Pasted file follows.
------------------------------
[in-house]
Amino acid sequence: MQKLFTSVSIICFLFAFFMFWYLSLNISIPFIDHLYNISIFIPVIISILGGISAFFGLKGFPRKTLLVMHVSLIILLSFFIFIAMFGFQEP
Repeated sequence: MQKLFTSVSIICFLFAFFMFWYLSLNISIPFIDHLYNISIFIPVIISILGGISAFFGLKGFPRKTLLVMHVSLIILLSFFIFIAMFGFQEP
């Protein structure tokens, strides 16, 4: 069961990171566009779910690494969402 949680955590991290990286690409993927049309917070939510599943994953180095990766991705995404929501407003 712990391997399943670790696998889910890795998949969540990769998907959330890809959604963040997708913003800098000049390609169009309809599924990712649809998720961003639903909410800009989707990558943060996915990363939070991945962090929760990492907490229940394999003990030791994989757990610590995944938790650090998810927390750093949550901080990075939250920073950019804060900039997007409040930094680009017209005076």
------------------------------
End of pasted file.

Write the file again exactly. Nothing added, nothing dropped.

[in-house]
Amino acid sequence: MQKLFTSVSIICFLFAFFMFWYLSLNISIPFIDHLYNISIFIPVIISILGGISAFFGLKGFPRKTLLVMHVSLIILLSFFIFIAMFGFQEP
Repeated sequence: MQKLFTSVSIICFLFAFFMFWYLSLNISIPFIDHLYNISIFIPVIISILGGISAFFGLKGFPRKTLLVMHVSLIILLSFFIFIAMFGFQEP
């Protein structure tokens, strides 16, 4: 069961990171566009779910690494969402 949680955590991290990286690409993927049309917070939510599943994953180095990766991705995404929501407003 712990391997399943670790696998889910890795998949969540990769998907959330890809959604963040997708913003800098000049390609169009309809599924990712649809998720961003639903909410800009989707990558943060996915990363939070991945962090929760990492907490229940394999003990030791994989757990610590995944938790650090998810927390750093949550901080990075939250920073950019804060900039997007409040930094680009017209005076």